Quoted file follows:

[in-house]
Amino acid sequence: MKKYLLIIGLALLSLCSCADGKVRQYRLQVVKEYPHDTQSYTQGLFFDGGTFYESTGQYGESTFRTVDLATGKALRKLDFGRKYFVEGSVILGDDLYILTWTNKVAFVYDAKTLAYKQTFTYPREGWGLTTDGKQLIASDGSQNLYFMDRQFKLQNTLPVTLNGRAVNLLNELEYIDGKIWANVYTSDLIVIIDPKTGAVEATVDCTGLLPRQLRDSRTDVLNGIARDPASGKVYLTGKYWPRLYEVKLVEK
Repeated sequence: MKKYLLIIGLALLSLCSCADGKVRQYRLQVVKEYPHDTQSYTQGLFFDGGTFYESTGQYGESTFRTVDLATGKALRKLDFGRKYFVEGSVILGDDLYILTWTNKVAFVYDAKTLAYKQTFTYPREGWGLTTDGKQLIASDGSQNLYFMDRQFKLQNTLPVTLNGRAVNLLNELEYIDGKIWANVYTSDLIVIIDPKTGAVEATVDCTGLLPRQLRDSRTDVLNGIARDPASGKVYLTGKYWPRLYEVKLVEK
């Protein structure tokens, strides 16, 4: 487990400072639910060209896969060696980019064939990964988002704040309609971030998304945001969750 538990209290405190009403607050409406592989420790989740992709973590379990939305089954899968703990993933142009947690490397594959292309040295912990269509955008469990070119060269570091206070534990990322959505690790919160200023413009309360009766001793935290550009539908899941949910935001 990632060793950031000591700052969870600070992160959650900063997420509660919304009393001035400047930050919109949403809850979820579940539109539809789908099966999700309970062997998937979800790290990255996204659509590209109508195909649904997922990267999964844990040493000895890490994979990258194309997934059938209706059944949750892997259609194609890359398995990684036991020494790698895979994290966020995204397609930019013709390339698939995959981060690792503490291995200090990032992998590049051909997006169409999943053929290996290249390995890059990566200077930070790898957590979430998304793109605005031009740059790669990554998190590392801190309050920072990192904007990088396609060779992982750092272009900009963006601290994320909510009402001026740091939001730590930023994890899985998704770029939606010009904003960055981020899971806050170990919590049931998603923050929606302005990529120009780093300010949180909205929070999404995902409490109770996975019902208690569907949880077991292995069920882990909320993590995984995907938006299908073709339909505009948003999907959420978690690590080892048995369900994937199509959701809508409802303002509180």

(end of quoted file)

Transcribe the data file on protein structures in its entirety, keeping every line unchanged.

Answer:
[in-house]
Amino acid sequence: MKKYLLIIGLALLSLCSCADGKVRQYRLQVVKEYPHDTQSYTQGLFFDGGTFYESTGQYGESTFRTVDLATGKALRKLDFGRKYFVEGSVILGDDLYILTWTNKVAFVYDAKTLAYKQTFTYPREGWGLTTDGKQLIASDGSQNLYFMDRQFKLQNTLPVTLNGRAVNLLNELEYIDGKIWANVYTSDLIVIIDPKTGAVEATVDCTGLLPRQLRDSRTDVLNGIARDPASGKVYLTGKYWPRLYEVKLVEK
Repeated sequence: MKKYLLIIGLALLSLCSCADGKVRQYRLQVVKEYPHDTQSYTQGLFFDGGTFYESTGQYGESTFRTVDLATGKALRKLDFGRKYFVEGSVILGDDLYILTWTNKVAFVYDAKTLAYKQTFTYPREGWGLTTDGKQLIASDGSQNLYFMDRQFKLQNTLPVTLNGRAVNLLNELEYIDGKIWANVYTSDLIVIIDPKTGAVEATVDCTGLLPRQLRDSRTDVLNGIARDPASGKVYLTGKYWPRLYEVKLVEK
């Protein structure tokens, strides 16, 4: 487990400072639910060209896969060696980019064939990964988002704040309609971030998304945001969750 538990209290405190009403607050409406592989420790989740992709973590379990939305089954899968703990993933142009947690490397594959292309040295912990269509955008469990070119060269570091206070534990990322959505690790919160200023413009309360009766001793935290550009539908899941949910935001 990632060793950031000591700052969870600070992160959650900063997420509660919304009393001035400047930050919109949403809850979820579940539109539809789908099966999700309970062997998937979800790290990255996204659509590209109508195909649904997922990267999964844990040493000895890490994979990258194309997934059938209706059944949750892997259609194609890359398995990684036991020494790698895979994290966020995204397609930019013709390339698939995959981060690792503490291995200090990032992998590049051909997006169409999943053929290996290249390995890059990566200077930070790898957590979430998304793109605005031009740059790669990554998190590392801190309050920072990192904007990088396609060779992982750092272009900009963006601290994320909510009402001026740091939001730590930023994890899985998704770029939606010009904003960055981020899971806050170990919590049931998603923050929606302005990529120009780093300010949180909205929070999404995902409490109770996975019902208690569907949880077991292995069920882990909320993590995984995907938006299908073709339909505009948003999907959420978690690590080892048995369900994937199509959701809508409802303002509180």